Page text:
Microalgae mediated degradation of the herbicide atrazine
- Microalgae mediated degradation of the herbicide atrazine
- 이민선; Akhil N. Kabra; 지민규; EI-Sayed Salama; 전병훈
- Atrazine; Microalgae; Biodegradation; Bioaccumulation; Lipid; FAME
- Issue Date
- 248th ACS National Meeting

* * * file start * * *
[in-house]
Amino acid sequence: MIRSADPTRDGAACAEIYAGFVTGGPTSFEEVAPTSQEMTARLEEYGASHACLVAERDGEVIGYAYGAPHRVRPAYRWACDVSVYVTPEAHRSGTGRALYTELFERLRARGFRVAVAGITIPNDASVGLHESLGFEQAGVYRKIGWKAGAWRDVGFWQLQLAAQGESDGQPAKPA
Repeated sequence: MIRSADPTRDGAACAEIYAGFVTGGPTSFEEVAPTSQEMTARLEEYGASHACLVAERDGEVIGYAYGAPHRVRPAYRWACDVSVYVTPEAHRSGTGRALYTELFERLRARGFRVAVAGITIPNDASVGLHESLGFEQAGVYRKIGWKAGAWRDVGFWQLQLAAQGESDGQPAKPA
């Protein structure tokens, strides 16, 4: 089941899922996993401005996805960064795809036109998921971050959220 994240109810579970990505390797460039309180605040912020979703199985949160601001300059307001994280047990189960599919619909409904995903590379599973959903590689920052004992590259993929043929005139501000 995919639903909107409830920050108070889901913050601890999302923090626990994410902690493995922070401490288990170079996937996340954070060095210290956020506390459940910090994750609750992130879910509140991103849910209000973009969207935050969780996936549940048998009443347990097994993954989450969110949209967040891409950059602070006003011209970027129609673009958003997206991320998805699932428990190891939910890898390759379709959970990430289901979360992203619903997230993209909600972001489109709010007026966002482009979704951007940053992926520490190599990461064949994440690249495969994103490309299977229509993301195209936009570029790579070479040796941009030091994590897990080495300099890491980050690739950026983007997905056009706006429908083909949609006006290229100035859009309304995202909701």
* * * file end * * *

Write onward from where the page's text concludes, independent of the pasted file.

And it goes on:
- Atrazine [2-chloro-4-(ethylamino)-6-(isopropylamino)-s-triazine] is used to efficiently control broad leaf and grassy weeds in agriculture and is one of the most widely used herbicides in the world. Its widespread application, persistence and mobility have led to its frequent detection in ground and surface water sources. Atrazine imposes detrimental effects on the aquatic ecosystem and also affect the human endocrine, central nerve, immune and reproductive systems. Microalgae can serve as potential biological agents to remove such xenobiotic compounds from contaminated water streams to a substantial level due to their heterotrophic capability and endogenous catabolic systems. This study evaluated the toxicity of atrazine, along with its bioaccumulation and biodegradation in the green microalga Chlamydomonas mexicana. The effect of atrazine on the fatty acid composition, carbohydrate content and nutrient removal efficiency of the microalga was also determined. Atrazine had no profound effect on the microalga at low concentration (10 μg/L), while higher concentrations (25, 50 and 100 μg/L) imposed toxicity, leading to inhibition of cell growth and chlorophyll a accumulation by 22, 33 and 36%, and 13, 24 and 27%, respectively. Atrazine 96-h EC50 for C. mexicana was estimated to be 33 μg/L. Simultaneous bioaccumulation and biodegradation of atrazine by the microalga resulted in 14-36% atrazine degradation at 10-100 μg/L. The fraction of monounsaturated fatty acids (palmitoleic and oleic acids) increased with the increasing atrazine concentration. Carbohydrate content of the microalga also increased up to 15%. The microalga demonstrated T-N and T-P removals from 50 to 73% and 4 to 26%, respectively, at 0-100 μg/L. This study shows that C. mexicana has the capability to degrade atrazine, which can lead to the development of a sustainable bioremediation strategy for atrazine contaminated streams, with simultaneous nut
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